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The Hidden Dangers of the Keto Diet
The Keto Diet has quickly become the most popular eating choice among dieters trying to lose weight the quick, easy, and hopefully healthy way. The low-carb, high-fat diet encourages you to eat a lot of rich, fatty foods while cutting back on carbs, promoting the elimination of fat rather than the consumption and use of carbs. While many people have seen good weight loss results, there have been other less desirable outcomes. In fact, there are even some hidden dangers of the Keto Diet you might not have known about…
Reduced Athletic Performance
Considering your body uses primarily carbohydrates as a quick-acting energy source to power your muscles while you exercise, it’s no wonder that cutting carbs from your diet may lead to reduce athletic performance. Studies have indicated that the Keto Diet can lead to decreased performance, particularly on high-intensity running and cycling—anything that has to do with cardiovascular endurance. Ketosis encourages a more acidic state in your body, which can prevent it from reaching peak performance.
Higher Risk of Malnutrition
Specifically, the vitamins and minerals that are found primarily in carbohydrate-rich fruits, vegetables, legumes, and grains. Cutting to fewer than 50 grams of carbs per day is not easy, especially when you consider that even fruits and vegetables contain carbs. If you eliminate them from your diet along with high-carb grains, you could be at serious risk of malnutrition. Your body needs vitamins and minerals in order to function, and most of those micronutrients are derived from fruits and veggies. Add to that the reduce fiber intake, and you could be putting your body at serious risk of malnutrition as a result of the Keto Diet.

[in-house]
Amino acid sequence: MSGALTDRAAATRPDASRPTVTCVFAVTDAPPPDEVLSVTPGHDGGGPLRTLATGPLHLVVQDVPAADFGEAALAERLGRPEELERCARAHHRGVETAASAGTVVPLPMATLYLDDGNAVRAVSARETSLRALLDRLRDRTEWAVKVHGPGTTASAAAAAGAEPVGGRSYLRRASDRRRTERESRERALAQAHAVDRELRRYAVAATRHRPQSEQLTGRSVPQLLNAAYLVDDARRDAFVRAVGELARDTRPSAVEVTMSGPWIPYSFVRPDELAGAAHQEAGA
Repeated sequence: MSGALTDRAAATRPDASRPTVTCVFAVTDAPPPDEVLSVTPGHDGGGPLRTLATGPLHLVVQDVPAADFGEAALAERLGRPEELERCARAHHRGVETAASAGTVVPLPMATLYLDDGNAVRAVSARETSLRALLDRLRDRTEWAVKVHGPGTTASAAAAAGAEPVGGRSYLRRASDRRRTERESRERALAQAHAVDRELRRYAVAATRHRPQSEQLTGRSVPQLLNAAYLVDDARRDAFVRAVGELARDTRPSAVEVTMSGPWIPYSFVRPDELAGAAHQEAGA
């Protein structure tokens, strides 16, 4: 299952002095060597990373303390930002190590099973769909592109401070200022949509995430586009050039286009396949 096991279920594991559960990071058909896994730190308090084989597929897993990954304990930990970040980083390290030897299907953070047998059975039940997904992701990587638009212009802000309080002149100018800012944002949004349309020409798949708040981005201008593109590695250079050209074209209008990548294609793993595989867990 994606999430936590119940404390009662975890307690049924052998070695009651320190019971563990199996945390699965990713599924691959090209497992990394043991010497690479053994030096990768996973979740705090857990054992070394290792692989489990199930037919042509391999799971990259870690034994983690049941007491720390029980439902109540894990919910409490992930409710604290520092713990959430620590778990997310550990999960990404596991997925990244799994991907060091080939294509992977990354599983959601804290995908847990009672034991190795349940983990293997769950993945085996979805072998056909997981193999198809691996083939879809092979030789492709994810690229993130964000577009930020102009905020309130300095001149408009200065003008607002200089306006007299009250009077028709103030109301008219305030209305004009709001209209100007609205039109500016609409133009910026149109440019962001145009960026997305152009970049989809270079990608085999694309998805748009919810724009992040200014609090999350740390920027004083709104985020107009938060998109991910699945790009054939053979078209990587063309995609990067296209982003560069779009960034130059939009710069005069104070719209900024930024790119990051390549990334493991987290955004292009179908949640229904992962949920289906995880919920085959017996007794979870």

Yes, this is a very real problem when coming OFF the Keto Diet. While you’re strict with your food intake, you’ll find it’s much easier to keep a lid on your weight gain. But once you stop and you relax your diet a bit, you may struggle to keep off all the weight you’ve lost over the course of the Keto Diet. Eventually, it’s possible you’ll end up right back where you started, all because of how hard it is to keep regulating your food intake once you’re no longer dieting. This can lead to health problems, low metabolism, and even raise your risk of early death.
Higher Chronic Disease Risk
There is a very real chance that eating more fat in your diet can lead to higher risk of chronic disease. Low-carb diets have been linked to atrial fibrillation, a cardiovascular problem that can be serious, if not life-threatening. Low-carb, high-fat diets have also been linked to higher mortality rates from cancer, as well as higher early mortality rates. While most of this research is purely observational and only has a small amount of evidence to back it up, it’s clear that a high-fat, low-carb diet does pose potentially serious health risks over the long term. It’s important that you consider it a short-term solution to your weight loss rather than relying on it for the rest of your life.
Damaged Blood Vessels
Studies have found that high-sugar foods can actually cause blood vessel damage to those who are on low-carb, high-fat diets. This is because a high-sugar food is rich in glucose, which can flood the body with blood sugar, a surge for which the blood vessels are unprepared thanks to so many weeks and months of low-carb dieting. This is one of the dangers of “cheating” on the Keto Diet, and something to be aware of the next time you consider eating carbs.